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1973 Inductees

Denver Crumpler

By January 1, 2018May 5th, 2021No Comments

Inducted 1973

DENVER CRUMPLER

(1914 – 1957)

Denver Dale Crumpler was a quartet performer whose career stretched from the late 1930s until his premature death in 1957. He is most renowned as the tenor for The Statesmen Quartet (1953-1957).

Arkansas native Denver Crumpler was one of the highest lyric tenor voices ever known to Southern Gospel music. He began his singing career in the early nineteen-thirties with The Stamps Melody Boys, one of the many music-selling, traveling groups sponsored by the Stamps-Baxter Music Company of Dallas. In 1938 the guitar-playing, Irish tenor began a long stint with The Rangers Quartet, enduring until 1953. By the late 1940s, the Rangers had become the most widely known quartet in the gospel music field, although their concerts and radio shows often featured western tunes as well as gospel numbers.

In the early 1950’s The Statesman Quartet was one of the most popular quartets in America. Pianist Hovie Lister was the group’s managing force and when a rare spot in the tenor slot opened, knowing Denver’s voice would be a perfect complement to the other members, Lister aggressively lobbied Denver to join the group. Once Crumpler was on board their popularity gathered speed to the point of them performing 250-300 concerts a year and having a syndicated television show sponsored by Nabisco, eventually seen on about 150 television stations around the nation.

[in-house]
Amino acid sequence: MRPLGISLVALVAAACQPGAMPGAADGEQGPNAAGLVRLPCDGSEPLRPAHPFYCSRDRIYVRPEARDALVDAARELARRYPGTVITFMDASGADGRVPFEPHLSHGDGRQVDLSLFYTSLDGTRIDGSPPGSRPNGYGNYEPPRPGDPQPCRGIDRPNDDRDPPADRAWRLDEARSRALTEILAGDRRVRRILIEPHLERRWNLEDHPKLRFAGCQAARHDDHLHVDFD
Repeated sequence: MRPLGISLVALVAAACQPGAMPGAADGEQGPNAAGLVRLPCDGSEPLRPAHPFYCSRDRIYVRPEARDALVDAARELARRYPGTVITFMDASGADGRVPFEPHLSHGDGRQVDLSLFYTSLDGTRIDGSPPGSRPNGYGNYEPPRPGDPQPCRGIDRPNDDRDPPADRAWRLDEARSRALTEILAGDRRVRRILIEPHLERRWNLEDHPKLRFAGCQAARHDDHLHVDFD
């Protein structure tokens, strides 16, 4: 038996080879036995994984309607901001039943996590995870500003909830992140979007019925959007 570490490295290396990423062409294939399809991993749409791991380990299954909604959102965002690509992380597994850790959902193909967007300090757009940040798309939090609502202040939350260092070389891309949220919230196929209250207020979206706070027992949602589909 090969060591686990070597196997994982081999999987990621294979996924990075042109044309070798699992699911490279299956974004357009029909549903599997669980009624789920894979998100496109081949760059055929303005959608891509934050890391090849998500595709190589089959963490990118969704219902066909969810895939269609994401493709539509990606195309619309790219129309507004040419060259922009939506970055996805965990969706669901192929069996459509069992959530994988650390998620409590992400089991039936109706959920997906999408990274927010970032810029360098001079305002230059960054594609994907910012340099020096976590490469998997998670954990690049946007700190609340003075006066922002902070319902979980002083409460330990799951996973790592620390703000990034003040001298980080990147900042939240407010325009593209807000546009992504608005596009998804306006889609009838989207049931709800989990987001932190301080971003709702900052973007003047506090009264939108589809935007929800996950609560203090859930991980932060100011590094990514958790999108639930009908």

Crumpler possessed an unusually great voice. He was high and clear, with no hint of a false tone. He sang with great ease, was a stylist and anyone could see he had a sense of class and dignity. “He was a great singer,” Lister said, “and a great man. He had a marvelous personality and was a gentleman of the first rank.” Crumpler was such a key member of  The Statesmen that he joined the other legendary four members; Hovie, Doy Ott, Jake Hess and “Big Chief” Wetherington as a joint owner.

Throughout his glorious days traveling with The Statesmen, Crumpler often struggled with health problems brought on by his diabetes. In March of 1957 the group had just returned back to their home base in Atlanta from a revival in Detroit when Denver’s heath took a dark turn and he passed away from what was initially thought to be a heart attack. Later it was revealed that his death was a result of diabetic shock. Crumpler had taken insulin for thirty-five of his forty-four years. 

Denver Crumpler gave gospel music dignity and was a true professional. His style influenced many of the great Southern Gospel tenors of the next generation. He was part of the inaugural class that was inducted into the Southern Gospel Music Association Hall of Fame in 1997 and the writer of the song Won’t We be Happy.   

Additional note of interest:

Eldridge Fox, a highly respected quartet man in the 1960s era who owned and sang baritone for The Kingsmen Quartet, classified Denver Crumpler as “the greatest tenor who ever lived.”  

See additional GMA Hall of Fame entries for: The Statesmen.

Content written by GMA Hall of Fame staff member Jon Robberson Sr. – source contributions from the Encyclopedia of Gospel Music (1979), SGHistory.com, Close Harmony/James R. Goff Jr. (2002), and excerpts from The Music Men by Bob Terrell (1990). (March 2021).  

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